As a result of China’s intentions to extend a ban on the use of iPhones to government-backed agencies and state-owned businesses, Apple shares plummeted on Thursday, threatening to wipe out $200 billion of market value in just two days.
The Cupertino, California-based company’s stock dropped as much as 5.1%, bringing its two-day decline to 6.8%. Apple is the largest component of main US equity indexes, contributing to a broader selloff triggered in part by China’s myriad problems.
The second-largest economy in the world has been in decline due to a protracted real estate market crisis, jeopardizing demand for everything from commodities to consumer electronics. China is the iPhone manufacturer’s largest foreign market and global production base.
In addition to Apple’s woes, rising US Treasury yields are causing bonds to sell off due to concerns that the Federal Reserve will have to intensify its fight against inflation as the US economy remains resilient.
The news has a wide-ranging impact on the markets, with investors selling chips, mega-cap technology, and US-listed Chinese equities.
Edward Moya, a senior market analyst at OANDA, remarked, “The Nasdaq is falling as a handful of mega-cap technology stocks are dragged down by one bad Apple.” “Apple’s growth story is heavily reliant on China, and if Beijing’s crackdown intensifies, it could pose a significant problem for a large number of other mega-cap technology companies that rely on China.”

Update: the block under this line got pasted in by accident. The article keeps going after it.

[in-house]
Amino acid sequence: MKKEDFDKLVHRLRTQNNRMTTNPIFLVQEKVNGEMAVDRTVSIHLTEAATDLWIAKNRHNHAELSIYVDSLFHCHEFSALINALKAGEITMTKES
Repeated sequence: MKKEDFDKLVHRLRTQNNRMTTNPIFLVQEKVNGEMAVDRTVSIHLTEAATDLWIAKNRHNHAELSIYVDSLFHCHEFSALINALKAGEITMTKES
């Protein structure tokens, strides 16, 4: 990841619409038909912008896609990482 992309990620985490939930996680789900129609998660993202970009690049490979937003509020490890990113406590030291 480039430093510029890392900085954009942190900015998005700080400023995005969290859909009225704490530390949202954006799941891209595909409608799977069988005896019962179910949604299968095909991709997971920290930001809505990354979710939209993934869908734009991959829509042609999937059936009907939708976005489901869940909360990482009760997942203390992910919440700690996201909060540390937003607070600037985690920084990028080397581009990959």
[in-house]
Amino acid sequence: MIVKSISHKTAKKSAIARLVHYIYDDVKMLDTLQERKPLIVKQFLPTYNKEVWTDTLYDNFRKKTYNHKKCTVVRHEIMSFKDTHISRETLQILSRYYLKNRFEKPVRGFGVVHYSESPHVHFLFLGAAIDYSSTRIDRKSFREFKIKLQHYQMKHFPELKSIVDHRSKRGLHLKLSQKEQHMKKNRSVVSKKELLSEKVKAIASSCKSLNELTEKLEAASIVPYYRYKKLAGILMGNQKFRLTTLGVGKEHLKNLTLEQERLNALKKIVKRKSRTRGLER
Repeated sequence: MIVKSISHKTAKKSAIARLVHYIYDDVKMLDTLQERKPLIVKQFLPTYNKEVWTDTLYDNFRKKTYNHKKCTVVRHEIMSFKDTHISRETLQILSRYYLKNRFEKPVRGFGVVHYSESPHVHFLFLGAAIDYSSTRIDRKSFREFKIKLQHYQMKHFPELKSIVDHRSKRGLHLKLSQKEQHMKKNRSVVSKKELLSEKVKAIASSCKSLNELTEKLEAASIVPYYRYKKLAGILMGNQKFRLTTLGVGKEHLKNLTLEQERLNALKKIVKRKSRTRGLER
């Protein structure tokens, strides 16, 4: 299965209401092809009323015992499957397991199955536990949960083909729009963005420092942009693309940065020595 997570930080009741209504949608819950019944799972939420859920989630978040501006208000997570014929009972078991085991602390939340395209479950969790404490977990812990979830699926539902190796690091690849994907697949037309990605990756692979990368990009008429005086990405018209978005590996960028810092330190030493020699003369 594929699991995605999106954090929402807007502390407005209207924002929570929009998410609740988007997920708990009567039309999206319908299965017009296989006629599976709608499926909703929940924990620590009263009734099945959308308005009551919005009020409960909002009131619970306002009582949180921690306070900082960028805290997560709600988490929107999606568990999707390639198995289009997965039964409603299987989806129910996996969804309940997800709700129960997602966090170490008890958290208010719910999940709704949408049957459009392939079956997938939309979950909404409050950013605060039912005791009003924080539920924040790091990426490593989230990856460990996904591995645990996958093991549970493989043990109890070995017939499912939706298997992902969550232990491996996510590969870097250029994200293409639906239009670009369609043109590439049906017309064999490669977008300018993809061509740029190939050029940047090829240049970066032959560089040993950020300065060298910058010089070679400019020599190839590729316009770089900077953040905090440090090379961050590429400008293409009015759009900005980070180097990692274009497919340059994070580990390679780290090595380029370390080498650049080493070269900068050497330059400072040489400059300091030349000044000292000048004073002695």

On Thursday, the tech-heavy Nasdaq 100 Index was down approximately 1%, while the Philadelphia Semiconductor Index, which includes several Apple suppliers, was down 2.5%.
Huawei’s Mate 60 Pro is powered by Semiconductor Manufacturing International Corp.’s 7nm chips, according to an analysis conducted by TechInsights for Bloomberg News. This suggests that Beijing appears to be making early progress in a nationwide effort to circumvent U.S. efforts to contain its ascent.
If Beijing follows through with a prohibition, the unprecedented blockade could also affect a number of other U.S. technology firms that rely on sales and production in China. Apple suppliers traded lower across all continents on Thursday as multiple reports confirmed China’s most recent changes.
However, bullish analysts such as Daniel Ives of Wedbush Securities believe the impact of an iPhone prohibition is grossly exaggerated, as it would affect less than 500,000 iPhones of the approximately 45 million he anticipates will be sold in the United States over the next 12 months.
Ives, who has an overweight recommendation on the company, wrote in a note, “Despite the loud noise Apple has seen massive share gains in China smartphone market.”